What is a Pre-Reader?
This word is used to depict a student who is aware that the text being read has meaning, even if they don’t yet understand the said meaning. Pre-readers are preschool and kindergarten students who can’t yet read or have just started to learn to read.
Parents and teachers can use a checklist like the one below to determine if the child is ready to be a pre-reader:
· Is capable of playing a preschool board game, such as Hi Ho! Cherry-O! or Candyland.
· Has at least a 10-minute attention span and can focus on playing a game, say working on a puzzle, building with blocks, or similar activities for a minimum span of 10 minutes.
· Understands and enjoys picture books when read aloud.
· Is familiar with rhyming language through rhyming games, rhyming picture books, songs, and poetry. Though this isn’t essential, familiarity with rhyming language will help.
· Can communicate clearly enough to be understood by an adult.
· Tends to engage in imaginative and pretend play.
· Can correct someone who misnames something. For instance, if someone points to their eyes and says, “This is my foot,” the child will correct them.
· Is capable of following simple directions like “Please stand up.”
· Can tell (or retell) a simple story (that’s about 2 to 3 lines’ long) or talk about an incident that occurred some time ago.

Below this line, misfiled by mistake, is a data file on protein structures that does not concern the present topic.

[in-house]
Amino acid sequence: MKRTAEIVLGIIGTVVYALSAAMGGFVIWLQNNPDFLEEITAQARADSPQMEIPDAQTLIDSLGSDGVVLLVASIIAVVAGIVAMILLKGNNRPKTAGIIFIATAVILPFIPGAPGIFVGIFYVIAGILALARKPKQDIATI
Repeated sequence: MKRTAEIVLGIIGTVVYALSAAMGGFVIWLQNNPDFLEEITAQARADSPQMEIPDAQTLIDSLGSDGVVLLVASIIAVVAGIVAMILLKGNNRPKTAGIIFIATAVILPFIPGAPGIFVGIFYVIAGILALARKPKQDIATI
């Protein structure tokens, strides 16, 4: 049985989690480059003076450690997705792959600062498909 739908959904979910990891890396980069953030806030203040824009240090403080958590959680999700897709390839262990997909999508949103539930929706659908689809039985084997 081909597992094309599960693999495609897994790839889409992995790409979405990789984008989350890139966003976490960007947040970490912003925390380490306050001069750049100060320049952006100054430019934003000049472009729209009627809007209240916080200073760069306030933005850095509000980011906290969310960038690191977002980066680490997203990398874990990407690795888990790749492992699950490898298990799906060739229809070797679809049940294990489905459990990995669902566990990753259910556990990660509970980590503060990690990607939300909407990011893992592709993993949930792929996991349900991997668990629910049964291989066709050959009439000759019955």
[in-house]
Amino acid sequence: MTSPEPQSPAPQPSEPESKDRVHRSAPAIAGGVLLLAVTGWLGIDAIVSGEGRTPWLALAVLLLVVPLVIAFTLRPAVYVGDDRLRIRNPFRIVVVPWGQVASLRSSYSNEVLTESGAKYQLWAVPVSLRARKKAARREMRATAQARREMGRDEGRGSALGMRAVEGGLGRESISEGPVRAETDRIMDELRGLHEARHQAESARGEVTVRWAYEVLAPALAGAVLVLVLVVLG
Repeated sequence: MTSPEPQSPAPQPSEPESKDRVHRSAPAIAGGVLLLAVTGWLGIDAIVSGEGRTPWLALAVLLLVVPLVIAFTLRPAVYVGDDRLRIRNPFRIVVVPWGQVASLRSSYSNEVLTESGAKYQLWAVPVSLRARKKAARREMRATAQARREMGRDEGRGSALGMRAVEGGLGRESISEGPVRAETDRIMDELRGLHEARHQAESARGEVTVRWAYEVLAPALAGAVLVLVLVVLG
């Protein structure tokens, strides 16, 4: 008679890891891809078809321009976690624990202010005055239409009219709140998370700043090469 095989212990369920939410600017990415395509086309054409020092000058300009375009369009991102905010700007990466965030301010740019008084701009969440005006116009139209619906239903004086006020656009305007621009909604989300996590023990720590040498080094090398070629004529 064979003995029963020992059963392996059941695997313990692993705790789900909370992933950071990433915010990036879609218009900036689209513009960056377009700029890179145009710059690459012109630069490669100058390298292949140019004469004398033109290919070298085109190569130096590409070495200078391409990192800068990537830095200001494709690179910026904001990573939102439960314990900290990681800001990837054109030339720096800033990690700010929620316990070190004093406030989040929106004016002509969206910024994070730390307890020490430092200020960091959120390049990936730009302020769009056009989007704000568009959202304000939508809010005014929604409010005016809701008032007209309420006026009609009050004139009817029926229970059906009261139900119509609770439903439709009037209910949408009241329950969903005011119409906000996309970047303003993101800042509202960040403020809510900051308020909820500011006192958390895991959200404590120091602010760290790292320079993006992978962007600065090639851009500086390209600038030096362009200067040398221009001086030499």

· Can recognize an object based on a line drawing, such as a map, apple, or zipper.
· Can comfortably use paintbrushes, markers, crayons, etc.
If a child ticks off nine or more of the items listed above, they are ready to be a pre-reader. But if eight or fewer boxes are ticked, it’s better to provide the child with some additional practice to get them familiar with some of those concepts before getting them started with a pre-reading program. For the parents of a very young child looking for a pre-reading program, it’s crucial to ensure the young one is interested in learning letters.
When a child is ready to become a pre-reader, enrolling them in a suitable pre-reading program will help develop multiple pre-reading skills. These include print awareness, phonological awareness, knowledge of letters, listening comprehension, and the motivation to read. Typically, these programs involve storytime read-alouds, special games, and crafts to help children effortlessly learn these essential pre-reading skills and become confident pre-readers.